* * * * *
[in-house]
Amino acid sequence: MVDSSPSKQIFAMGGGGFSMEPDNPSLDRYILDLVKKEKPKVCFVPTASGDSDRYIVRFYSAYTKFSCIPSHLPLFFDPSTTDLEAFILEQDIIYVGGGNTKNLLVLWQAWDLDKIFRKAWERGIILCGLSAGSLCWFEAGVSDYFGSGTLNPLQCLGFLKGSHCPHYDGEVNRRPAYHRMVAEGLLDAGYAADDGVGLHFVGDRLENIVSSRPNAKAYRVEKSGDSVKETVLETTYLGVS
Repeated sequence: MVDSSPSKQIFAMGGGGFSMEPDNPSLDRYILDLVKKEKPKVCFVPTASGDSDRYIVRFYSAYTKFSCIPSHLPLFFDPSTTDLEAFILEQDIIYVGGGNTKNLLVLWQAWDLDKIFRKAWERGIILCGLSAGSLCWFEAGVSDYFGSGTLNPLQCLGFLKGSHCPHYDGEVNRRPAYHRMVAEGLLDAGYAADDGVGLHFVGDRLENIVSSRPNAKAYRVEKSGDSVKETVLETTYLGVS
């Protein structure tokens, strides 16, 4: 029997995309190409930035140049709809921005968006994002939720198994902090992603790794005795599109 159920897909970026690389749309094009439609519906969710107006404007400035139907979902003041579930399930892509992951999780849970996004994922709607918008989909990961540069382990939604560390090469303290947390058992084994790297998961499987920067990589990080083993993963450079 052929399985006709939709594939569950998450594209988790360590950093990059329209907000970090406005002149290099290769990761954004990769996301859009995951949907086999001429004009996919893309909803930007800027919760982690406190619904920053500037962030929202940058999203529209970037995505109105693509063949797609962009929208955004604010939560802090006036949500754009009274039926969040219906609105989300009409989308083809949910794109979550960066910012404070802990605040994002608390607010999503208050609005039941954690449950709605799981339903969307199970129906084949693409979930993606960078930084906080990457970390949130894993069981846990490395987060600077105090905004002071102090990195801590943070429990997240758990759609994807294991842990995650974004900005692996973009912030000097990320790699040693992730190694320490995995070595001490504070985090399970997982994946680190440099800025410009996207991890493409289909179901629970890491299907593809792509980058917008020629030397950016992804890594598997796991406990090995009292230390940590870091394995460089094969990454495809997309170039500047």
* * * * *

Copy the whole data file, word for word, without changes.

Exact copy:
[in-house]
Amino acid sequence: MVDSSPSKQIFAMGGGGFSMEPDNPSLDRYILDLVKKEKPKVCFVPTASGDSDRYIVRFYSAYTKFSCIPSHLPLFFDPSTTDLEAFILEQDIIYVGGGNTKNLLVLWQAWDLDKIFRKAWERGIILCGLSAGSLCWFEAGVSDYFGSGTLNPLQCLGFLKGSHCPHYDGEVNRRPAYHRMVAEGLLDAGYAADDGVGLHFVGDRLENIVSSRPNAKAYRVEKSGDSVKETVLETTYLGVS
Repeated sequence: MVDSSPSKQIFAMGGGGFSMEPDNPSLDRYILDLVKKEKPKVCFVPTASGDSDRYIVRFYSAYTKFSCIPSHLPLFFDPSTTDLEAFILEQDIIYVGGGNTKNLLVLWQAWDLDKIFRKAWERGIILCGLSAGSLCWFEAGVSDYFGSGTLNPLQCLGFLKGSHCPHYDGEVNRRPAYHRMVAEGLLDAGYAADDGVGLHFVGDRLENIVSSRPNAKAYRVEKSGDSVKETVLETTYLGVS
């Protein structure tokens, strides 16, 4: 029997995309190409930035140049709809921005968006994002939720198994902090992603790794005795599109 159920897909970026690389749309094009439609519906969710107006404007400035139907979902003041579930399930892509992951999780849970996004994922709607918008989909990961540069382990939604560390090469303290947390058992084994790297998961499987920067990589990080083993993963450079 052929399985006709939709594939569950998450594209988790360590950093990059329209907000970090406005002149290099290769990761954004990769996301859009995951949907086999001429004009996919893309909803930007800027919760982690406190619904920053500037962030929202940058999203529209970037995505109105693509063949797609962009929208955004604010939560802090006036949500754009009274039926969040219906609105989300009409989308083809949910794109979550960066910012404070802990605040994002608390607010999503208050609005039941954690449950709605799981339903969307199970129906084949693409979930993606960078930084906080990457970390949130894993069981846990490395987060600077105090905004002071102090990195801590943070429990997240758990759609994807294991842990995650974004900005692996973009912030000097990320790699040693992730190694320490995995070595001490504070985090399970997982994946680190440099800025410009996207991890493409289909179901629970890491299907593809792509980058917008020629030397950016992804890594598997796991406990090995009292230390940590870091394995460089094969990454495809997309170039500047």